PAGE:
Hanks joins the ranks of the elite few
Kerri Hanks' playing days at Notre Dame may have ended in December, but she managed to pull off one final win at the NCAA level on Friday night.
"She's always been somebody that can score goals," Irish coach Randy Waldrum said. "She's been able to do that since Day 1, but to keep that up for all four years, when everybody is gunning for you, that's an amazing feat."
Her ability to reach the top level of the women's college game, and not only maintain that level of success -- as a Hermann winner for the 2006 and 2008 seasons and as a semifinalist in 2007 -- but continue to excel sets Hanks apart.
"I think what has helped me so much from 2006 is just being so competitive and always wanting to win in whatever I do," Hanks said.
That competitiveness is evident to everyone around her. Whether it's postseason game or a small-sided scrimmage, Hanks is determined to win.
"I am just so excited to get out there and play," she said. "I think a lot of that has to do with my competitiveness and just waning to stay at the top. I'm willing to do anything it takes to get better, and I'm still in the process of doing that."
The Allen, Texas, native was the only player this season to finish in the top five in points (second with 55), goals (fifth with 20) and assists (third with 15). She becomes just the third women's player to finish her career with at least 70 goals and 70 assists. Hanks finishes in the top 10 on six NCAA career record lists.
"We're kind of a country that's enamored with statistics," Waldrum said. "Even though this is a player of the year award, I think her body of work over all four years is what separates her from the rest."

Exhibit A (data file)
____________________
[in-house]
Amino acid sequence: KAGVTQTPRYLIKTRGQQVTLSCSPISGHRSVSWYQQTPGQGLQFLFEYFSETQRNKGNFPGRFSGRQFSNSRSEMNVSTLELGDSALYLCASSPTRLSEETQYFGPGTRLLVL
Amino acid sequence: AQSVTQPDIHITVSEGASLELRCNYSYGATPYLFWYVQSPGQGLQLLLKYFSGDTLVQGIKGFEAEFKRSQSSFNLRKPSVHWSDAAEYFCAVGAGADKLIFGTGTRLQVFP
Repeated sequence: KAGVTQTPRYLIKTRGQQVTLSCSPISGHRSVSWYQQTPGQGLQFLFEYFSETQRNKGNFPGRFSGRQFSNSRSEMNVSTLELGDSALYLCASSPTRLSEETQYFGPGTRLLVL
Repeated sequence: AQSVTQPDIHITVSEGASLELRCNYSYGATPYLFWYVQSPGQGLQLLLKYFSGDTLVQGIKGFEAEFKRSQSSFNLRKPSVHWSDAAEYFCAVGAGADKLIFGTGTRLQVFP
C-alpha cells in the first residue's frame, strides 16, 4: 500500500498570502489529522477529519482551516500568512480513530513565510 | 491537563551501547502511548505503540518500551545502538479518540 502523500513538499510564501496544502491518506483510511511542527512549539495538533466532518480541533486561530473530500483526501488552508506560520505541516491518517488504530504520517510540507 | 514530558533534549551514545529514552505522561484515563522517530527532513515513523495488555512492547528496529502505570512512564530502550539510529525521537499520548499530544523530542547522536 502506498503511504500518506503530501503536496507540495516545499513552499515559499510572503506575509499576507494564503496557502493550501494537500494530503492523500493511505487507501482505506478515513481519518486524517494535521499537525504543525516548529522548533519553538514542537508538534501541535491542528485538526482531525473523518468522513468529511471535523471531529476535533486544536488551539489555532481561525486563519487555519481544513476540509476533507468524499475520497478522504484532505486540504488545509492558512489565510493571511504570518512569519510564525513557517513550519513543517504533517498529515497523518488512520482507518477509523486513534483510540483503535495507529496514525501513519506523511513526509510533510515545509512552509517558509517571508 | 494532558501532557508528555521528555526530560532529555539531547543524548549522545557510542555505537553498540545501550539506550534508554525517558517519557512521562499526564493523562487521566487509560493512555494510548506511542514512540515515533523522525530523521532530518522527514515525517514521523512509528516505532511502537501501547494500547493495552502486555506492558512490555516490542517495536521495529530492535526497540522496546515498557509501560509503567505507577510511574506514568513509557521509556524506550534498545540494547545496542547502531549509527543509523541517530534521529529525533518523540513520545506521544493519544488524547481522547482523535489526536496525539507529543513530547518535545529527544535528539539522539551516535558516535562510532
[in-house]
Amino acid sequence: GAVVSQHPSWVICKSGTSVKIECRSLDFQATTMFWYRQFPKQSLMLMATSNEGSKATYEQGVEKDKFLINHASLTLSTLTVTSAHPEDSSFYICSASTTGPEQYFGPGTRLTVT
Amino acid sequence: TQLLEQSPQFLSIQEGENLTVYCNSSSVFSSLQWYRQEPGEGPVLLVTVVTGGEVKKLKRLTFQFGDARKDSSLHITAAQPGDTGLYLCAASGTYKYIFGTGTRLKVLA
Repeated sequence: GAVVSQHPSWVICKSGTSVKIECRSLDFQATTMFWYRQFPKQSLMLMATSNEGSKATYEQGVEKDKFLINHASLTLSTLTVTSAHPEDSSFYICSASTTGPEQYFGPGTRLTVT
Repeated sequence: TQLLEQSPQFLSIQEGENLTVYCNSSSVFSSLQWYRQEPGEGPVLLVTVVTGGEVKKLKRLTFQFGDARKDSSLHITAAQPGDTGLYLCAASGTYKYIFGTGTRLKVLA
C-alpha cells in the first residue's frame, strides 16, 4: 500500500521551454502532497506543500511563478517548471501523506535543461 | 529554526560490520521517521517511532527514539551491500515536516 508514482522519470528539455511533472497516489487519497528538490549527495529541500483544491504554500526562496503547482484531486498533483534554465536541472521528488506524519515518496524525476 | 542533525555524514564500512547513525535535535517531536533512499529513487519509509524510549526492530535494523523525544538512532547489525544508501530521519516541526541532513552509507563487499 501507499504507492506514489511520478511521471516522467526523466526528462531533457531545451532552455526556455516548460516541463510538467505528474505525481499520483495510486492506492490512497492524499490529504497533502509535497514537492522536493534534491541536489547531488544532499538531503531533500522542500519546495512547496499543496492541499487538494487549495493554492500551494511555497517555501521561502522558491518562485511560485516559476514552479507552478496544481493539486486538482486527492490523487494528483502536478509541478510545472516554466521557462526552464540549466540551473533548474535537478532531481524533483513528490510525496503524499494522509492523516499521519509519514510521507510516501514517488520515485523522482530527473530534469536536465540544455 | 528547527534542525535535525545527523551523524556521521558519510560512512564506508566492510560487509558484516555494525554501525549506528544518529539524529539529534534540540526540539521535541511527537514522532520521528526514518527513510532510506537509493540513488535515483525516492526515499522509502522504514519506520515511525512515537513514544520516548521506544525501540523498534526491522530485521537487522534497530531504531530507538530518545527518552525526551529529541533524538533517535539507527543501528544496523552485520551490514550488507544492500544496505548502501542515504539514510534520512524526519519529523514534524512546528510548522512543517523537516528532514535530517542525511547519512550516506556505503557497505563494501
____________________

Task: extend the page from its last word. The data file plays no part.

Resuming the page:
|Hermann Trophy winners|
Mia Hamm, UNC ('92-'93)
Cindy Parlow, UNC ('97-'98)
Christine Sinclair, Portland ('04-'05)
Kerri Hanks, Notre Dame ('06, '08)
Hanks hopes to have the opportunity to continue that role as long as she can -- be it by getting drafted into the newly-formed Women's Professional Soccer next week, playing at the elite international level in the future or in the role of coach after her playing days are done.
A four-time All-American (three-time first-team player), Hanks was the 2008 Big East Offensive Player of the Year and spent much of her collegiate career rewriting the Notre Dame record books, finishing with 63 Irish records.
However, the biggest mark Hanks leaves on the program never showed up in the box scores.
"Not only was she a great player here at Notre Dame, but she's a great ambassador for the women's game," Waldrum said. "When I really sit back and think about it, that's probably what I'm most proud of."
North Carolina's Casey Nogueira, who led the nation in goals (25) and points (58), finished as the award's runner-up.
The junior forward was an integral part of the Tar Heels' national championship, scoring both UNC goals in the NCAA final.
"What's wonderful about Casey's season is here's a girl that managed to score that many goals while she's defending like a wild animal," North Carolina coach Anson Dorrance said. "Looking back on the season, all of us realized the kind of season we had was because of Casey."
UCLA senior Christina DiMartino rounded out the finalists, finishing third.
Although DiMartino didn't win the award, Bruins coach Jillian Ellis commended the midfielder for setting herself apart in 2008 and throughout her career in Westwood.
"There's no one quite like her in the college game right now," Ellis said. "She's obviously not great in stature [at 5-foot-2], but people pay to come and watch Christina play because she's got such a flair and creativity."
Ellis also said the recognition of her player was an honor for the entire program, a sentiment shared by all three coaches.
Maria Burns Ortiz covers college soccer for ESPNsoccernet. She can be reached at email@example.com.